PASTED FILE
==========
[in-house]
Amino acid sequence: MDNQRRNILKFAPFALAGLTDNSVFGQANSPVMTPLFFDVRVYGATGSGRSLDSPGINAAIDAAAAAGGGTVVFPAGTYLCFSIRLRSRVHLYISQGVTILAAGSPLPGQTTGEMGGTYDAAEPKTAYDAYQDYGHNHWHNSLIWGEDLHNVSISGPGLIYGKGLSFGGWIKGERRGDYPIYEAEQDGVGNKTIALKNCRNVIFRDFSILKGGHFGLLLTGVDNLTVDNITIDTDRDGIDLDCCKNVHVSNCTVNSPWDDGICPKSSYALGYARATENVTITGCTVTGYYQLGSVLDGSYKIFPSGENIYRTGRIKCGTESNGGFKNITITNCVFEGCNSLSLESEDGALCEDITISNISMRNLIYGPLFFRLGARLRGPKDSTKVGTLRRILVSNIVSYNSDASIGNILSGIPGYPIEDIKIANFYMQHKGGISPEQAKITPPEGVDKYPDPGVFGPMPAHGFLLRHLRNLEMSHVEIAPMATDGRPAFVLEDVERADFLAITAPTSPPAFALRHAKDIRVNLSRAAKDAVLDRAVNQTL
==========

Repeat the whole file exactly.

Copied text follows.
[in-house]
Amino acid sequence: MDNQRRNILKFAPFALAGLTDNSVFGQANSPVMTPLFFDVRVYGATGSGRSLDSPGINAAIDAAAAAGGGTVVFPAGTYLCFSIRLRSRVHLYISQGVTILAAGSPLPGQTTGEMGGTYDAAEPKTAYDAYQDYGHNHWHNSLIWGEDLHNVSISGPGLIYGKGLSFGGWIKGERRGDYPIYEAEQDGVGNKTIALKNCRNVIFRDFSILKGGHFGLLLTGVDNLTVDNITIDTDRDGIDLDCCKNVHVSNCTVNSPWDDGICPKSSYALGYARATENVTITGCTVTGYYQLGSVLDGSYKIFPSGENIYRTGRIKCGTESNGGFKNITITNCVFEGCNSLSLESEDGALCEDITISNISMRNLIYGPLFFRLGARLRGPKDSTKVGTLRRILVSNIVSYNSDASIGNILSGIPGYPIEDIKIANFYMQHKGGISPEQAKITPPEGVDKYPDPGVFGPMPAHGFLLRHLRNLEMSHVEIAPMATDGRPAFVLEDVERADFLAITAPTSPPAFALRHAKDIRVNLSRAAKDAVLDRAVNQTL